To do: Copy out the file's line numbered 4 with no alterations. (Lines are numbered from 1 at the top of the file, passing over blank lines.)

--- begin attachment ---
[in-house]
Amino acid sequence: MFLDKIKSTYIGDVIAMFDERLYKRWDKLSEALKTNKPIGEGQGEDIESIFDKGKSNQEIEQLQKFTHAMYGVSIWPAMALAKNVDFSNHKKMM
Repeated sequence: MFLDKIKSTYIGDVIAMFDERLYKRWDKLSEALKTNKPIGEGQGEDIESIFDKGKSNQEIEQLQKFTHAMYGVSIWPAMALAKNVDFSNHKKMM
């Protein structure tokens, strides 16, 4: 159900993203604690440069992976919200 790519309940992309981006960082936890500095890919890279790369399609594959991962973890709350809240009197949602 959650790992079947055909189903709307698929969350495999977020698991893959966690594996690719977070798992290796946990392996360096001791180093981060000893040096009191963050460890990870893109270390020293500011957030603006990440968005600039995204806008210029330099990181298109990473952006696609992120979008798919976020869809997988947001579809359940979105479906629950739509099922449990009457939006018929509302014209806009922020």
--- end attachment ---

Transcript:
């Protein structure tokens, strides 16, 4: 159900993203604690440069992976919200 790519309940992309981006960082936890500095890919890279790369399609594959991962973890709350809240009197949602 959650790992079947055909189903709307698929969350495999977020698991893959966690594996690719977070798992290796946990392996360096001791180093981060000893040096009191963050460890990870893109270390020293500011957030603006990440968005600039995204806008210029330099990181298109990473952006696609992120979008798919976020869809997988947001579809359940979105479906629950739509099922449990009457939006018929509302014209806009922020």